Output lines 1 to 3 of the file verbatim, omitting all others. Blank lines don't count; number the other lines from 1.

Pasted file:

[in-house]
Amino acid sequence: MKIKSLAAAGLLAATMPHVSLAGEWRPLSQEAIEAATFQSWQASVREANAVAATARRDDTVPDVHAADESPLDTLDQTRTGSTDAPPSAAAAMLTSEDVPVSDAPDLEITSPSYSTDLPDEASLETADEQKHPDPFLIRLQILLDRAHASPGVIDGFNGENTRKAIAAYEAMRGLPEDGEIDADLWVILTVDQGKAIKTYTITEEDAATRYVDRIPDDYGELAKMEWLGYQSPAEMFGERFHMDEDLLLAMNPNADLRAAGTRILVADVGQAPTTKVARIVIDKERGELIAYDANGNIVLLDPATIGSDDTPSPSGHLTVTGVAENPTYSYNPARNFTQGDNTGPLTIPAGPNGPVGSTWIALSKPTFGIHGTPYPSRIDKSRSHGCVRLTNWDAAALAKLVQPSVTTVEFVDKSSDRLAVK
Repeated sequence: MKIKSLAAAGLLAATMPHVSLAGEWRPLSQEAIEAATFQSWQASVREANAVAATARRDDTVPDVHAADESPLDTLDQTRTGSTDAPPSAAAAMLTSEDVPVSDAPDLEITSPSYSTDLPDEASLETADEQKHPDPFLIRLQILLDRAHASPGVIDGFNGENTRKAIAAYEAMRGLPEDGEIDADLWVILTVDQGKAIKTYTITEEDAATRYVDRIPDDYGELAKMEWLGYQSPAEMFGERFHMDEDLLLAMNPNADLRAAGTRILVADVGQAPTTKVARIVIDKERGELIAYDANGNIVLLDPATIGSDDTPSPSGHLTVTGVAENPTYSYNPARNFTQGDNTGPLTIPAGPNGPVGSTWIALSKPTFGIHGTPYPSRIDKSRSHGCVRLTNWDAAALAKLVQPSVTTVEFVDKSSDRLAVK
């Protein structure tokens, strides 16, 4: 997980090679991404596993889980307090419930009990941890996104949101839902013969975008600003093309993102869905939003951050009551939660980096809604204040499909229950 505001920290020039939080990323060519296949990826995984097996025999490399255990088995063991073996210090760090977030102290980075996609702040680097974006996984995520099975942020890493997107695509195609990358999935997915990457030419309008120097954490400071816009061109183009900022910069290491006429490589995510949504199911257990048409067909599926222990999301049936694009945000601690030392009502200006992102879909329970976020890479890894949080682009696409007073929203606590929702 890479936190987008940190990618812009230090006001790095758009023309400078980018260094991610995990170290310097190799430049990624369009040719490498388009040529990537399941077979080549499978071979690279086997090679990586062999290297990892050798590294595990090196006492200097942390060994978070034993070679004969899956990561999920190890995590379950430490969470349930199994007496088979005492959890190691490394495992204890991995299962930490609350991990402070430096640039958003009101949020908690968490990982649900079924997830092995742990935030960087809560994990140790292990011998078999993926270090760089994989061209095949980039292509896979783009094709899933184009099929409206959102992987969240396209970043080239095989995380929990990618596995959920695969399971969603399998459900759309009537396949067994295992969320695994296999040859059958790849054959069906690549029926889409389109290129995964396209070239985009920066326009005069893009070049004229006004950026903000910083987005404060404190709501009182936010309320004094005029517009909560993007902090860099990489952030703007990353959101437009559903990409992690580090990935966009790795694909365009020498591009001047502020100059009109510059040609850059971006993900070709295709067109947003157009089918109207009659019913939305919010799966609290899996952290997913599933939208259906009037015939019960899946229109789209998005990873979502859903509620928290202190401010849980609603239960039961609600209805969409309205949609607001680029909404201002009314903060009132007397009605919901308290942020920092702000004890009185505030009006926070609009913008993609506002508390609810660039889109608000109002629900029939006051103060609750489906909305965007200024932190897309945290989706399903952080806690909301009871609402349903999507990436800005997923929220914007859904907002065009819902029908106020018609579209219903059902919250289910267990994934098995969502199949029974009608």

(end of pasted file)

[in-house]
Amino acid sequence: MKIKSLAAAGLLAATMPHVSLAGEWRPLSQEAIEAATFQSWQASVREANAVAATARRDDTVPDVHAADESPLDTLDQTRTGSTDAPPSAAAAMLTSEDVPVSDAPDLEITSPSYSTDLPDEASLETADEQKHPDPFLIRLQILLDRAHASPGVIDGFNGENTRKAIAAYEAMRGLPEDGEIDADLWVILTVDQGKAIKTYTITEEDAATRYVDRIPDDYGELAKMEWLGYQSPAEMFGERFHMDEDLLLAMNPNADLRAAGTRILVADVGQAPTTKVARIVIDKERGELIAYDANGNIVLLDPATIGSDDTPSPSGHLTVTGVAENPTYSYNPARNFTQGDNTGPLTIPAGPNGPVGSTWIALSKPTFGIHGTPYPSRIDKSRSHGCVRLTNWDAAALAKLVQPSVTTVEFVDKSSDRLAVK
Repeated sequence: MKIKSLAAAGLLAATMPHVSLAGEWRPLSQEAIEAATFQSWQASVREANAVAATARRDDTVPDVHAADESPLDTLDQTRTGSTDAPPSAAAAMLTSEDVPVSDAPDLEITSPSYSTDLPDEASLETADEQKHPDPFLIRLQILLDRAHASPGVIDGFNGENTRKAIAAYEAMRGLPEDGEIDADLWVILTVDQGKAIKTYTITEEDAATRYVDRIPDDYGELAKMEWLGYQSPAEMFGERFHMDEDLLLAMNPNADLRAAGTRILVADVGQAPTTKVARIVIDKERGELIAYDANGNIVLLDPATIGSDDTPSPSGHLTVTGVAENPTYSYNPARNFTQGDNTGPLTIPAGPNGPVGSTWIALSKPTFGIHGTPYPSRIDKSRSHGCVRLTNWDAAALAKLVQPSVTTVEFVDKSSDRLAVK